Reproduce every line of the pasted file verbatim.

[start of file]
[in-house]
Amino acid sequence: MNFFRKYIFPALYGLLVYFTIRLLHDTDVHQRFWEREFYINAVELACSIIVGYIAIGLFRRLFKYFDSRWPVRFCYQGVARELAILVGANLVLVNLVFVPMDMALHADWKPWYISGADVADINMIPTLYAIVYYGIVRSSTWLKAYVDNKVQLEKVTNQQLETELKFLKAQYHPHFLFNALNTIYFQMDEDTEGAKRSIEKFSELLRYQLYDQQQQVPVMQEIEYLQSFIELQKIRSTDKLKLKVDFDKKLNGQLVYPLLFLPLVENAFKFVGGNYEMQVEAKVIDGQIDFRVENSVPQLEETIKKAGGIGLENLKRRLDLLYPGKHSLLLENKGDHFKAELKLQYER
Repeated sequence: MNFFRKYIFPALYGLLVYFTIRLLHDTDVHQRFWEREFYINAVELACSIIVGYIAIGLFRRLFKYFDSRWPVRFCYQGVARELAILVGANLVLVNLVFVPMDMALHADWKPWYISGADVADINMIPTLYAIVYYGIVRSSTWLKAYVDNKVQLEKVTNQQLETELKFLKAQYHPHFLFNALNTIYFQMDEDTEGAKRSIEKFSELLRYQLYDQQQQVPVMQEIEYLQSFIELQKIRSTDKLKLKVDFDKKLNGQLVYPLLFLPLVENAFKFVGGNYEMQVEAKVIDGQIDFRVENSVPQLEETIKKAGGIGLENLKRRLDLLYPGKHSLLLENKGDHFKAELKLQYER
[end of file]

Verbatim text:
[in-house]
Amino acid sequence: MNFFRKYIFPALYGLLVYFTIRLLHDTDVHQRFWEREFYINAVELACSIIVGYIAIGLFRRLFKYFDSRWPVRFCYQGVARELAILVGANLVLVNLVFVPMDMALHADWKPWYISGADVADINMIPTLYAIVYYGIVRSSTWLKAYVDNKVQLEKVTNQQLETELKFLKAQYHPHFLFNALNTIYFQMDEDTEGAKRSIEKFSELLRYQLYDQQQQVPVMQEIEYLQSFIELQKIRSTDKLKLKVDFDKKLNGQLVYPLLFLPLVENAFKFVGGNYEMQVEAKVIDGQIDFRVENSVPQLEETIKKAGGIGLENLKRRLDLLYPGKHSLLLENKGDHFKAELKLQYER
Repeated sequence: MNFFRKYIFPALYGLLVYFTIRLLHDTDVHQRFWEREFYINAVELACSIIVGYIAIGLFRRLFKYFDSRWPVRFCYQGVARELAILVGANLVLVNLVFVPMDMALHADWKPWYISGADVADINMIPTLYAIVYYGIVRSSTWLKAYVDNKVQLEKVTNQQLETELKFLKAQYHPHFLFNALNTIYFQMDEDTEGAKRSIEKFSELLRYQLYDQQQQVPVMQEIEYLQSFIELQKIRSTDKLKLKVDFDKKLNGQLVYPLLFLPLVENAFKFVGGNYEMQVEAKVIDGQIDFRVENSVPQLEETIKKAGGIGLENLKRRLDLLYPGKHSLLLENKGDHFKAELKLQYER